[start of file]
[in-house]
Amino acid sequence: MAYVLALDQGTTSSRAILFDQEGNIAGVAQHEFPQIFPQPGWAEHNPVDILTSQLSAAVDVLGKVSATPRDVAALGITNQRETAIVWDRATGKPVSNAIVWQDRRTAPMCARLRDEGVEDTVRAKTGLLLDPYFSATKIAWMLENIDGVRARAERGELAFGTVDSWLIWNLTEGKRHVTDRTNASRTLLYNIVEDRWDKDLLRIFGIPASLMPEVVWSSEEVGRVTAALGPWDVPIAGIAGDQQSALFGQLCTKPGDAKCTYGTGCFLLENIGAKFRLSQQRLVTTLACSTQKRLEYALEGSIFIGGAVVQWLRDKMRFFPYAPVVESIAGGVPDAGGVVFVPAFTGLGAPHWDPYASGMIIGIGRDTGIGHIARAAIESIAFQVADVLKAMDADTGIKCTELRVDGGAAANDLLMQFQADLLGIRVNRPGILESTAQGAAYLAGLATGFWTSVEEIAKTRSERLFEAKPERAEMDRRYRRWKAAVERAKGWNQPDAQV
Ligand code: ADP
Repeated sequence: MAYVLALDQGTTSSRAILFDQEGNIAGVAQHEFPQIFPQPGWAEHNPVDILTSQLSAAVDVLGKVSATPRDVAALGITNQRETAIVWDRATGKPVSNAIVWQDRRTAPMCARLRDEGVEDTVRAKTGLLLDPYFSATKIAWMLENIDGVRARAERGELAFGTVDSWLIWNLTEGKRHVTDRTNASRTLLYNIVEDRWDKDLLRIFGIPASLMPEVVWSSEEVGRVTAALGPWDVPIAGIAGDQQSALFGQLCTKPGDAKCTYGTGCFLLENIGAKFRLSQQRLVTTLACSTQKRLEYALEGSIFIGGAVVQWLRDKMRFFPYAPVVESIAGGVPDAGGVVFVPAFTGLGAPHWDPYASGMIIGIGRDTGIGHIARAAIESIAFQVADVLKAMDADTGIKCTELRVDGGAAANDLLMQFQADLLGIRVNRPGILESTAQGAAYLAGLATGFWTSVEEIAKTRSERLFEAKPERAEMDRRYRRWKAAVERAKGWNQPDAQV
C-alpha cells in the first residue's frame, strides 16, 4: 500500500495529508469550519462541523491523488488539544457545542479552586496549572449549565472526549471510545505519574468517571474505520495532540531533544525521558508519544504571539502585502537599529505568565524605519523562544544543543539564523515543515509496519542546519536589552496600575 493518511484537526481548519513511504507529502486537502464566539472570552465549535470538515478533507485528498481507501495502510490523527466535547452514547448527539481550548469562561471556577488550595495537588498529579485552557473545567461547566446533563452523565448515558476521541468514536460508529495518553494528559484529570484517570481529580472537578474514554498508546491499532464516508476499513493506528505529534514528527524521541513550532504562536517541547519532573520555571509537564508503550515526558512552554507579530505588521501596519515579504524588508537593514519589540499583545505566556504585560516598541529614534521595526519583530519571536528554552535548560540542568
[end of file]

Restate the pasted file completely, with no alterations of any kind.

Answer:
[in-house]
Amino acid sequence: MAYVLALDQGTTSSRAILFDQEGNIAGVAQHEFPQIFPQPGWAEHNPVDILTSQLSAAVDVLGKVSATPRDVAALGITNQRETAIVWDRATGKPVSNAIVWQDRRTAPMCARLRDEGVEDTVRAKTGLLLDPYFSATKIAWMLENIDGVRARAERGELAFGTVDSWLIWNLTEGKRHVTDRTNASRTLLYNIVEDRWDKDLLRIFGIPASLMPEVVWSSEEVGRVTAALGPWDVPIAGIAGDQQSALFGQLCTKPGDAKCTYGTGCFLLENIGAKFRLSQQRLVTTLACSTQKRLEYALEGSIFIGGAVVQWLRDKMRFFPYAPVVESIAGGVPDAGGVVFVPAFTGLGAPHWDPYASGMIIGIGRDTGIGHIARAAIESIAFQVADVLKAMDADTGIKCTELRVDGGAAANDLLMQFQADLLGIRVNRPGILESTAQGAAYLAGLATGFWTSVEEIAKTRSERLFEAKPERAEMDRRYRRWKAAVERAKGWNQPDAQV
Ligand code: ADP
Repeated sequence: MAYVLALDQGTTSSRAILFDQEGNIAGVAQHEFPQIFPQPGWAEHNPVDILTSQLSAAVDVLGKVSATPRDVAALGITNQRETAIVWDRATGKPVSNAIVWQDRRTAPMCARLRDEGVEDTVRAKTGLLLDPYFSATKIAWMLENIDGVRARAERGELAFGTVDSWLIWNLTEGKRHVTDRTNASRTLLYNIVEDRWDKDLLRIFGIPASLMPEVVWSSEEVGRVTAALGPWDVPIAGIAGDQQSALFGQLCTKPGDAKCTYGTGCFLLENIGAKFRLSQQRLVTTLACSTQKRLEYALEGSIFIGGAVVQWLRDKMRFFPYAPVVESIAGGVPDAGGVVFVPAFTGLGAPHWDPYASGMIIGIGRDTGIGHIARAAIESIAFQVADVLKAMDADTGIKCTELRVDGGAAANDLLMQFQADLLGIRVNRPGILESTAQGAAYLAGLATGFWTSVEEIAKTRSERLFEAKPERAEMDRRYRRWKAAVERAKGWNQPDAQV
C-alpha cells in the first residue's frame, strides 16, 4: 500500500495529508469550519462541523491523488488539544457545542479552586496549572449549565472526549471510545505519574468517571474505520495532540531533544525521558508519544504571539502585502537599529505568565524605519523562544544543543539564523515543515509496519542546519536589552496600575 493518511484537526481548519513511504507529502486537502464566539472570552465549535470538515478533507485528498481507501495502510490523527466535547452514547448527539481550548469562561471556577488550595495537588498529579485552557473545567461547566446533563452523565448515558476521541468514536460508529495518553494528559484529570484517570481529580472537578474514554498508546491499532464516508476499513493506528505529534514528527524521541513550532504562536517541547519532573520555571509537564508503550515526558512552554507579530505588521501596519515579504524588508537593514519589540499583545505566556504585560516598541529614534521595526519583530519571536528554552535548560540542568